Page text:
20. However, Miss Karen Walden-Smith submits that there would not be an inference of a common understanding or agreement from the payment of £41,000 unless both parties knew about the payment. The judge was entitled to conclude that Mrs Lightfoot-Brown did not know of the payment. However, Miss Walden-Smith further submits that the judge did not apply the wrong legal test or conflate the concepts of beneficial legal ownership. The judge did not fail to draw the correct inferences from the facts. The judge gave sufficient reasons for accepting the payment of £41,000 and those reasons were such that an agreement or arrangement should not be inferred from it.

21. As for the decision of this court in Oxley v Hiscock, Miss Walden-Smith submits that this was primarily a case about the size of the beneficial interest obtained as a result of a common intention constructive trust. The appellant in that case was unsuccessful in contending that, in the absence of express discussion, the court was bound to hold that the property was held on resulting trust for the persons contributing to the purchase price in proportion to their contributions. She submits that this court held that, once the common intention constructive trust was established, then, if there is no evidence of a discussion as to the amount of the share, each is entitled to that share which the court considers fair having regard to the whole course of dealings between them in relation to that property (see Chadwick LJ at paragraph 69).

22. Thus, Miss Walden-Smith submits that the decision of the Court of Appeal in Oxley v Hiscock does not alter the analysis that this court must make when determining whether there is evidence from which to infer a common intention. She also submits that it was in connection with the further question, namely the extent of the parties' respective beneficial interests, that the Court of Appeal did not follow its earlier decision in Springette v Defoe, referred to above. On the question whether there was a common intention constructive trust, however, the law, she submits, is not changed by the Oxley case. She further submits that in the Oxley case Chadwick LJ held that the common intention had to be communicated by one party to another. For all these reasons Miss Walden-Smith seeks to uphold the judgment of the judge.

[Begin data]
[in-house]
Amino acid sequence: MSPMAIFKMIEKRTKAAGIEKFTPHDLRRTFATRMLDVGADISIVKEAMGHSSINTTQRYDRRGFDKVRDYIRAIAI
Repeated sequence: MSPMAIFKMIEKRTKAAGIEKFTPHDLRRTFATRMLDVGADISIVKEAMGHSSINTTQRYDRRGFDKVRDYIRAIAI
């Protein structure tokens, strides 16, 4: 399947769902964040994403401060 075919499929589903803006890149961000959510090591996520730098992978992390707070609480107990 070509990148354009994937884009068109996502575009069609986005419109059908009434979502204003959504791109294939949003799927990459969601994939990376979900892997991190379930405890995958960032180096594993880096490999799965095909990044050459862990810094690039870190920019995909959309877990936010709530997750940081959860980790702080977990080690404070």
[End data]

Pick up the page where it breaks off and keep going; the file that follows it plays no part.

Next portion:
Conclusions.

23. Where, as here, the claimant alleges that the beneficial ownership of a property is subject to a common intention constructive trust:

"the first and fundamental question which must always be resolved is whether, independent of any inference to be drawn from the conduct of the parties in the course of sharing the house as their home and managing their joint affairs, there has any time prior to the acquisition or exceptionally at some later date been any agreement, arrangement or understanding reached between them that the property is to be shared beneficially." Per Lord Bridge in Lloyds Bank plc v Rossett [1991] AC 107 at 132.

The fact that an agreement or arrangement is reached as a result of express discussions which are imprecise in their terms does not prevent the court from finding that there was an express agreement that a party should have a beneficial interest even though he or she is not the legal owner.